In the movies, it always works out. You meet the characters after their long search for love. A strategically placed ballad from a generation you weren’t born in plays during a montage where all the two lovebirds do is ride together on public transportation and eat ice cream. They share the same pair of headphones. They laugh in a way that makes them throw their heads back. All the signs are there. They’ve made it. The credits roll and as far as we know, they live happily ever after. And for roughly 97 minutes, we all start to believe again.
We start to believe for 97 minutes. Then the credits roll. And the magic disappears.
I’ve spent most of my life half-loving people. Keeping everyone at a reasonable distance. Enough to make them feel important, but not enough for it to hurt when it ends. I go through the motions. I say the right things at the right times. Life runs its course, we change, we part ways…and at least on my end…recovery is a breeze. I know it’s cold. But it’s how I survive.
And then one day, for no particular reason at all — except for maybe I got tired of not feeling anything — I changed my m.o. Some know the story — the short version, the one that lacks the color that the pages held is this: “Two people, looking to fall in love with life, fell in love with each other. They jumped from planes, they climbed mountains, they made promises, they cheered each other on. They were the best of the friends. But the world kept moving, the things they wanted started to pull in different directions and one day they no longer matched. The problem wasn’t love. That was the one thing that came easy. But that wasn’t enough.”
We broke up. Swearing we would return as friends. And to the public, we handled it so well. I can’t tell his story, because I wasn’t there. The only side I know is my own. And the days that followed saying a long-overdue goodbye to my best friend were painful…to say the least. I don’t share the broken parts of my world with the public, because honestly, it’s no one’s business but my own — but for the sake of relieving myself of this weight, I have to write it down. All I know is the moment it broke, I regretted everything. I wanted to take back every word, every adventure, delete the photos, erase him from my mind. That’s how pain talks. And as a human who had put off feeling for so long… I felt SO MUCH. Too much. And I regretted ever feeling at all.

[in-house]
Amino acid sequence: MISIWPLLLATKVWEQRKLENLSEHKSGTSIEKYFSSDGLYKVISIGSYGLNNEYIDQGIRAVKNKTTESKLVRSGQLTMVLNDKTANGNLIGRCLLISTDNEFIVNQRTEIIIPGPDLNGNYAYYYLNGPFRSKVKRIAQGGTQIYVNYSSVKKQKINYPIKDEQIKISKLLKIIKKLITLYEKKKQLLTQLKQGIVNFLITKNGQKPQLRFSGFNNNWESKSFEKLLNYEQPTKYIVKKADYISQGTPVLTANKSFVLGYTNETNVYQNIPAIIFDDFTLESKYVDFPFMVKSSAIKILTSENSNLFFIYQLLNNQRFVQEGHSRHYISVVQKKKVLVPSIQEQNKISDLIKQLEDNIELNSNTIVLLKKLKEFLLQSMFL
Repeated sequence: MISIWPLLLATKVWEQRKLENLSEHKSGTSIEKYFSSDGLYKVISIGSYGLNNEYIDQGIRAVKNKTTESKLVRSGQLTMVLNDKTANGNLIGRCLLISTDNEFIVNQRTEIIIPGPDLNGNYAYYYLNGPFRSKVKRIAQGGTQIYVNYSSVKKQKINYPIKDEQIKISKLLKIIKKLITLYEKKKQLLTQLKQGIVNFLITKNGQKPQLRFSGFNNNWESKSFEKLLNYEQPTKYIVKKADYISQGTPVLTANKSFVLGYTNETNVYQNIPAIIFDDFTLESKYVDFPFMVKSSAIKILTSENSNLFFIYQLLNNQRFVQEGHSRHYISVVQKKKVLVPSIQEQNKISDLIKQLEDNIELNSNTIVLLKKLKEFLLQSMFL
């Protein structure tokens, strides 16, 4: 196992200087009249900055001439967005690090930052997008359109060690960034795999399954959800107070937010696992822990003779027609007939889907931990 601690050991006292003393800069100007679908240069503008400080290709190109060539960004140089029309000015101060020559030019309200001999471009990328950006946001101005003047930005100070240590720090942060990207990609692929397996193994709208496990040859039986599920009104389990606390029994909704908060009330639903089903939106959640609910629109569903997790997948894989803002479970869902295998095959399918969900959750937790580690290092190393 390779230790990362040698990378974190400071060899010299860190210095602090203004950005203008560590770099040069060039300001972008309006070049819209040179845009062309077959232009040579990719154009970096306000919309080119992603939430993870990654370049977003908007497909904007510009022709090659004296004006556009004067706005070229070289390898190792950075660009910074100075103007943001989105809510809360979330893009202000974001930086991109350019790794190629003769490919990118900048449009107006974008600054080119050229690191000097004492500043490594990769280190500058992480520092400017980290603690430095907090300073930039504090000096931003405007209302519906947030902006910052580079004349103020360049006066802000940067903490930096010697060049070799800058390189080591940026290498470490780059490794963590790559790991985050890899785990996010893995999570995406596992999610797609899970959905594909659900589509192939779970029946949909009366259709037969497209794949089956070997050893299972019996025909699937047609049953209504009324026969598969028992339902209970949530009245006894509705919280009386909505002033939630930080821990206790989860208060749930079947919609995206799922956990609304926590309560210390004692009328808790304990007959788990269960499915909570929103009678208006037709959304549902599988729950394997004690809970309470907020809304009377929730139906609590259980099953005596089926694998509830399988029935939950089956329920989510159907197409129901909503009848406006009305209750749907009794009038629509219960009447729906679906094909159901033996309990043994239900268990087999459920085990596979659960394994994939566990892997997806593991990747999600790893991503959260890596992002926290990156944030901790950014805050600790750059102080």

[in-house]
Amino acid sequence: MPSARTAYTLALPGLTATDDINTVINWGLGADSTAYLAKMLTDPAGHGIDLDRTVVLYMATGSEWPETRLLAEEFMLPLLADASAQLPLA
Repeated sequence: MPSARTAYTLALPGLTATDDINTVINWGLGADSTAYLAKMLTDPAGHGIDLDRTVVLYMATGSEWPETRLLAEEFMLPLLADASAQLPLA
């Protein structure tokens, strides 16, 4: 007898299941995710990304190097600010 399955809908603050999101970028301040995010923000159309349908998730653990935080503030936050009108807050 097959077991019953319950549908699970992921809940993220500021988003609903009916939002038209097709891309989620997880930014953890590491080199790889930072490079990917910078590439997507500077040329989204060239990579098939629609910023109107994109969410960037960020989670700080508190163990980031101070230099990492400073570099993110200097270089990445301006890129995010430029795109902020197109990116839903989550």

This was why. This was why the walls were built. It hurt. And I didn’t want anyone to know how much it did. It was fine, it was just a boy, just another member of the planet passing through my existence. I lied to everyone. Especially myself. And I made a promise that I would keep to me — I was done. If this is what pain was. If this is what it felt like to lose a loved one…I was good. I didn’t need that. I was going to revert back to what I knew and that was being numb.
But that’s the thing, right? The rise is supposed to be worth the fall. The pain means you felt something at all. And I had travelled through my life half caring for YEARS. And for a person who prides herself on loving life, I was missing the entire point of it. We read the books, we watch the movies, we romanticize the world we live in because we WANT to feel. We NEED to feel. The only life worth living is one where we experience things. We live, we breathe, we feel, we taste — all of those things are what make our numbered days on the planet worth it. And if I choose to, I can be numb — but what a waste that would be.
So when dark days come, let them. When the sun is shining, feel its warmth on your face. Let the world consume you. Let yourself dance and laugh and fall in love. Let yourself grieve and cry and mourn. Let yourself feel — all of it. And for more than 97 minutes at a time, allow yourself to believe. We’re all stories in the end, anyways. Don’t make it a dull one.